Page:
Of course Blizzard has chosen to use some maintenance money to improve their product with features that most of us don't use. The prime example that comes to mind is in-game voice chat, which is 'value added' for Blizzard (since they can port such capabilities to future games), but seems a waste of money for most customers who still use other products such as Ventrilo. Whether that money might have been spent on additional personnel to develop new quests, as opposed to, say, higher stock dividends, is an open question.And to throw more fat on the fire, people have screamed for 'new lower-level content' for as long as I have followed WoW blogs and forums. But adding, for example, a bunch of new Duskwallow Marsh quests really completed the zone, but seem to add less value to the game than endgame content, particularly when they add a class that starts at a higher level than those quests.Bottom line: Blizzard seems to be doing ok running their WoW business. My only 'complaint' would be that they failed to deliver on the 'one expansion a year' promise - but as it turns out, I can't keep up with the pace of new content anyway, so it matters not to me.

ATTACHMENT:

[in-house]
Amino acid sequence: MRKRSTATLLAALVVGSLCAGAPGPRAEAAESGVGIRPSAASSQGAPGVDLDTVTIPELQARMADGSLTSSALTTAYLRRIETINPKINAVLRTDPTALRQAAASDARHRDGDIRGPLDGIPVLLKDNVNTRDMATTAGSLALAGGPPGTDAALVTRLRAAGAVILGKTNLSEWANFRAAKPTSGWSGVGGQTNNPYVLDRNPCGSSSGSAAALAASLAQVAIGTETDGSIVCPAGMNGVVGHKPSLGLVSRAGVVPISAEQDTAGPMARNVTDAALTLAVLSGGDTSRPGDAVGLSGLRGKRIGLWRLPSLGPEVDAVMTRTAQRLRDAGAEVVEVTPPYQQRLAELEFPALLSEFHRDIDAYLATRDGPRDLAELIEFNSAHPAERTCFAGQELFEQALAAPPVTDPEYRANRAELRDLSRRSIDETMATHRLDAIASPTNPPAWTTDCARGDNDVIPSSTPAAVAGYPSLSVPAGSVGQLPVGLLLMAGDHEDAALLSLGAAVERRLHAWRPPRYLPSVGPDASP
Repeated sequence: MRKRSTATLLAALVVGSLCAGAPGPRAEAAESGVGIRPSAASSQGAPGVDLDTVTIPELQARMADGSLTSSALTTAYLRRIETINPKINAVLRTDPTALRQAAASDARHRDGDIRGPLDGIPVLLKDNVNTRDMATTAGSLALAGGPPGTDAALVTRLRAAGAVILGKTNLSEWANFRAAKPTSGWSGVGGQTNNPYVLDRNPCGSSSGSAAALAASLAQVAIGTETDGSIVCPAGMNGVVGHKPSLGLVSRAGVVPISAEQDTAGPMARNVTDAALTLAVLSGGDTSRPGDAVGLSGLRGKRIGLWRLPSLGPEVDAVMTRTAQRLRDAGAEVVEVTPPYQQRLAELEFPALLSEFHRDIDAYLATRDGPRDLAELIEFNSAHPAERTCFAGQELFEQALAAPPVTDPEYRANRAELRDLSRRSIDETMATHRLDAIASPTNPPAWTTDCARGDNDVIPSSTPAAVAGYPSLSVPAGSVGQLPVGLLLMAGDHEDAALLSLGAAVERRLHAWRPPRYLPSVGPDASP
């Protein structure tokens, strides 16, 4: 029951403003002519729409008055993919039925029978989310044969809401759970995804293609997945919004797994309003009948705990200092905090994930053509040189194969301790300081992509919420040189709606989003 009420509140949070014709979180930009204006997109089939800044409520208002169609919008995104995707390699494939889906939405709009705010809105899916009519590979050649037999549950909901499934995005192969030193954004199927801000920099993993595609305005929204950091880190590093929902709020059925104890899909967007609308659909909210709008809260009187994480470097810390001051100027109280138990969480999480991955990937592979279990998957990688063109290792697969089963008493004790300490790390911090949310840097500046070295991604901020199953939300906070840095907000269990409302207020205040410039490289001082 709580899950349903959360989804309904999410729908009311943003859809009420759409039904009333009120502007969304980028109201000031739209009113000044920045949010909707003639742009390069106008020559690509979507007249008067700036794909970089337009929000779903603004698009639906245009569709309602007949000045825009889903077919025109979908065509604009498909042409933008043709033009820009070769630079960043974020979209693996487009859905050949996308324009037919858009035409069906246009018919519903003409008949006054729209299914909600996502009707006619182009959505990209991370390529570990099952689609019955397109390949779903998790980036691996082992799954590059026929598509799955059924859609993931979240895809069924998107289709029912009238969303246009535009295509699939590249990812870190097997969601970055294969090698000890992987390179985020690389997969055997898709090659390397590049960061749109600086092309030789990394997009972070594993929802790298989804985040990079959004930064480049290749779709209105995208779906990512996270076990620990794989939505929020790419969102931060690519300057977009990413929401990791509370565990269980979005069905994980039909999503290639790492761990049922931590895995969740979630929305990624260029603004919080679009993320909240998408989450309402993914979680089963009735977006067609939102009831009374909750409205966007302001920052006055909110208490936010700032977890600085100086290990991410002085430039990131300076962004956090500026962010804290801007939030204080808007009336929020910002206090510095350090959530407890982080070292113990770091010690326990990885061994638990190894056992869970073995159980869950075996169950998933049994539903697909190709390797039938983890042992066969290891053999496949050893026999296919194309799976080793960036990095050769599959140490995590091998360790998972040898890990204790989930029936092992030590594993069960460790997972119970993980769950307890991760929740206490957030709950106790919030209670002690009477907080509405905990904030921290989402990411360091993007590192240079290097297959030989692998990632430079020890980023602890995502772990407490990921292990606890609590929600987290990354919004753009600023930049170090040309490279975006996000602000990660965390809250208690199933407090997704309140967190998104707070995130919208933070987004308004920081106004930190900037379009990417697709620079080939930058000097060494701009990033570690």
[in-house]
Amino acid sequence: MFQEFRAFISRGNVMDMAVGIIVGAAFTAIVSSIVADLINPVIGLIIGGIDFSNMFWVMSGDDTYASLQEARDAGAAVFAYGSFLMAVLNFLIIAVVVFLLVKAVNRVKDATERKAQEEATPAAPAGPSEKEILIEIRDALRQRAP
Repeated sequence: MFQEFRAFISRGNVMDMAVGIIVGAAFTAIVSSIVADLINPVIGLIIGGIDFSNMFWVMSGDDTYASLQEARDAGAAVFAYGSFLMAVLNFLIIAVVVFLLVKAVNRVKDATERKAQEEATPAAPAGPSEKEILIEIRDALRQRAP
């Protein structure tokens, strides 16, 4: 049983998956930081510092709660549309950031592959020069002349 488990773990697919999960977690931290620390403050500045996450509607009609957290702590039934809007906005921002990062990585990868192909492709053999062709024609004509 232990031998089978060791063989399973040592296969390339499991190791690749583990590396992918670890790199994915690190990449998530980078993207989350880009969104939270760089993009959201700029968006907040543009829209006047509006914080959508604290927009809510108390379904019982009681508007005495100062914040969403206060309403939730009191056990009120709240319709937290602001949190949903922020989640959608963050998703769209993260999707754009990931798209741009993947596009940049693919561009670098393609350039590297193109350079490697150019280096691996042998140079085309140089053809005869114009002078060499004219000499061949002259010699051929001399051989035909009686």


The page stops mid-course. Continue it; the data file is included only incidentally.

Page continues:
6-09-2009 @ 8:45AM
And I might add another question... Why are the two top blogs at wow.com based on drood forms discussion, again...?Maybe WoW *is* dead, after all.
6-09-2009 @ 8:52AM
Agreed. How many here have managed a multi-departmental entertainment software company? None. Although players certainly have the right to criticize Blizzard, they lack the credibility. We have firsthand experience with gameplay and related support, and precious little more.Here is the problem: Blizzard's development process — its workday — is apparently so poorly understood by the World of Warcraft community that these complaints are taken seriously. I suggest that a few Blizzard employees set aside a week with a camcorder and an editing room, tour the design stations, conduct a few interviews and offer a few astute observations on the challenges of design — then post the video, and thereafter refer any loudly discontented players to it. It could be a meme or a forum signature: "Watch the Video."